I think the wish to educate the public comes in part from our muddled thinking on what we are trying to say to whom. Does the public really need to know the differences between the various types of mediation? Most ordinary people do not understand the difference between arbitration and mediation. I suspect most people outside our field consider the terms narrative, facilitative, transformative, and evaluative to be mediation jargon. It is almost as if we are trying to transfer this definition problem to the public so we do not have to deal with it ourselves.
To summarize the current status quo; we cannot agree on the core terms of our field and have not managed to do so for decades. The fact that we are not agreed on our terms means we cannot be clear on our message to the public. Furthermore, the best option we have identified to expand the mediation field is a campaign to educate the public in mediation jargon.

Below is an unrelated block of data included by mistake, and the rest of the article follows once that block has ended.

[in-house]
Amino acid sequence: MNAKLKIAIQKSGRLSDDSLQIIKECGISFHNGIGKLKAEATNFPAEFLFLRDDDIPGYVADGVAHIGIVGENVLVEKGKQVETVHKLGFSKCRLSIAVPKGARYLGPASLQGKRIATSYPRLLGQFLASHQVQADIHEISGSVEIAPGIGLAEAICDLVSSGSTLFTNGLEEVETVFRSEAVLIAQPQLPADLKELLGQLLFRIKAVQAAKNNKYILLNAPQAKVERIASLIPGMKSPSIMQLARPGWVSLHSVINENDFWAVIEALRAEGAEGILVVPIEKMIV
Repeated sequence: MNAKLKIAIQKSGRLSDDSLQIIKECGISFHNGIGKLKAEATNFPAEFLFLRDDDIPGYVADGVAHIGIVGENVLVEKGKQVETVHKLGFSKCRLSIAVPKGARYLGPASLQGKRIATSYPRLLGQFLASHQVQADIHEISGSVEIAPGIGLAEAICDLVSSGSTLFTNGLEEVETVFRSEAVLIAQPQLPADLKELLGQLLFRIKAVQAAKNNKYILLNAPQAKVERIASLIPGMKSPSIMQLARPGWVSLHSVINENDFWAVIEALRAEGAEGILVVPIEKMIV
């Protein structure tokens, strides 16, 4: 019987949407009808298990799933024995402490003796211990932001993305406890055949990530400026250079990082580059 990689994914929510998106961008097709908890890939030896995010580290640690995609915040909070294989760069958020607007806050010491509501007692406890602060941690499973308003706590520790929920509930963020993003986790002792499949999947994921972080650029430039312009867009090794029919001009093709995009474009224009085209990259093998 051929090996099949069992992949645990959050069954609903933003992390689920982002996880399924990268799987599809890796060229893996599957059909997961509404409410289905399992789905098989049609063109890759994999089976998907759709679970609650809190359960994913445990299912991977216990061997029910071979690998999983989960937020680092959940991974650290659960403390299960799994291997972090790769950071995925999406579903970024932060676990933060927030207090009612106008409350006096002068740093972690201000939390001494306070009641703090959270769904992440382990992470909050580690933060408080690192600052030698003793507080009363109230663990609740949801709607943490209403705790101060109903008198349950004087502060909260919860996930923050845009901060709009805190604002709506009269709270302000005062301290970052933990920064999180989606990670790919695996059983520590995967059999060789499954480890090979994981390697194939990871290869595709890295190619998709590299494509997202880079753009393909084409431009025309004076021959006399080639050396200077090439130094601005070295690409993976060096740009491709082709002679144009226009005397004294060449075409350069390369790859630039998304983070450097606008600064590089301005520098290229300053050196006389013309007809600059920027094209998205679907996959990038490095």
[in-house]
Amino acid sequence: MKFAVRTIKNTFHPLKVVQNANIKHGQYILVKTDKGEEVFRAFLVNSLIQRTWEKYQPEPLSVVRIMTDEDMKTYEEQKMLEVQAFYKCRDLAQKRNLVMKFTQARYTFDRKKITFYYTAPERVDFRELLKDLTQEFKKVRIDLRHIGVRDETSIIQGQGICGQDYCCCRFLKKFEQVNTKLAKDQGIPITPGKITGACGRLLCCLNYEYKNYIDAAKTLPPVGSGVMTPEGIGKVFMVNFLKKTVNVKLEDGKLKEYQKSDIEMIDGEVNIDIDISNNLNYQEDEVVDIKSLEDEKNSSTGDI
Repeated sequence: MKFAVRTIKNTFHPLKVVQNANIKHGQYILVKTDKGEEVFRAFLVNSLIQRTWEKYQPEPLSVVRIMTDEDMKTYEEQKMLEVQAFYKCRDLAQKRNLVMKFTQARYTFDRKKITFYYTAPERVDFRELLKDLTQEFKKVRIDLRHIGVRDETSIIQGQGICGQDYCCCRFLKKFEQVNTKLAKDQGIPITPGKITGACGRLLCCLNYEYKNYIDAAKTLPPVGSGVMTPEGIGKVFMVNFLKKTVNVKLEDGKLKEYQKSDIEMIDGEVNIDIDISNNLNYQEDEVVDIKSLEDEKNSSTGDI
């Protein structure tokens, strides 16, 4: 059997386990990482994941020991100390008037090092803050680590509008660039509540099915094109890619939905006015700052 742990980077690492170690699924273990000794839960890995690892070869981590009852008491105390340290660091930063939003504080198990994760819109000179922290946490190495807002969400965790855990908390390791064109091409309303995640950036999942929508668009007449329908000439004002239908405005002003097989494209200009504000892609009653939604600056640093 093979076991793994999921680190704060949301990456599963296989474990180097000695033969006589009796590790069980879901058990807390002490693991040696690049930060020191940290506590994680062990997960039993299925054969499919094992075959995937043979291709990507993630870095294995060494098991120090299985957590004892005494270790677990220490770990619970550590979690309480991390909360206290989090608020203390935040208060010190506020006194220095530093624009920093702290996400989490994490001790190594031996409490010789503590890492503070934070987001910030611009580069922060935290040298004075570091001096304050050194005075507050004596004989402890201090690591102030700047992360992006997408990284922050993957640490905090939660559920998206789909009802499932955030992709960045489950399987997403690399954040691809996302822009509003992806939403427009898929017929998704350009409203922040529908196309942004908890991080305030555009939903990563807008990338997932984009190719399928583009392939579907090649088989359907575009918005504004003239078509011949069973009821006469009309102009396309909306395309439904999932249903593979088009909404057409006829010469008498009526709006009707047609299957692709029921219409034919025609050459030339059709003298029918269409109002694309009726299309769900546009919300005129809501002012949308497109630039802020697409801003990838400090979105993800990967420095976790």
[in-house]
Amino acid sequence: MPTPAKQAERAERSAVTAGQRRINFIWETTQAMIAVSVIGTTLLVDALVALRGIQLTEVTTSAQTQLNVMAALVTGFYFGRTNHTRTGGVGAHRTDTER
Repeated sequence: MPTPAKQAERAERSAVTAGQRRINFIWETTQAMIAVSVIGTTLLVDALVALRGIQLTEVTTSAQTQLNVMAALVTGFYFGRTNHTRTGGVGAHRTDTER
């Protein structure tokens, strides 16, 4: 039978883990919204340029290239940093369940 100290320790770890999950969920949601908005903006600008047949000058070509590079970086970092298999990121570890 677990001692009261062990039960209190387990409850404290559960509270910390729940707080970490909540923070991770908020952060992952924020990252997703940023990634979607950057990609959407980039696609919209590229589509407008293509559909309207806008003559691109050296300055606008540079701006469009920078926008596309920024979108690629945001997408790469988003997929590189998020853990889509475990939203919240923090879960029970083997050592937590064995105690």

It is time to step back and ask “Who defined Mediation?”
We can try to answer this question by revisiting the history of mediation but the history presented can be shaped by the view of mediation you hold. Mediation of various types has been practiced for millennia without having that label. Some may reference landmarks such as the Pound Conference and the “Getting to Yes” book. Others might point to definitions encapsulated in codes of conduct, theories and laws. Anyone can build a case to support any definition and so a historical line of inquiry does little to move us forward.
We have definitions of core terms and there are both ADR dictionaries and taxonomies. The issue is not the lack of definitions but rather the reverse: we have differing definitions for exactly the same word and for exactly the same practice. Furthermore we have differing ways of defining any particular term. The result is a lack of consistency in how core terms are used and no way for the reader to easily determine which definition the author intended.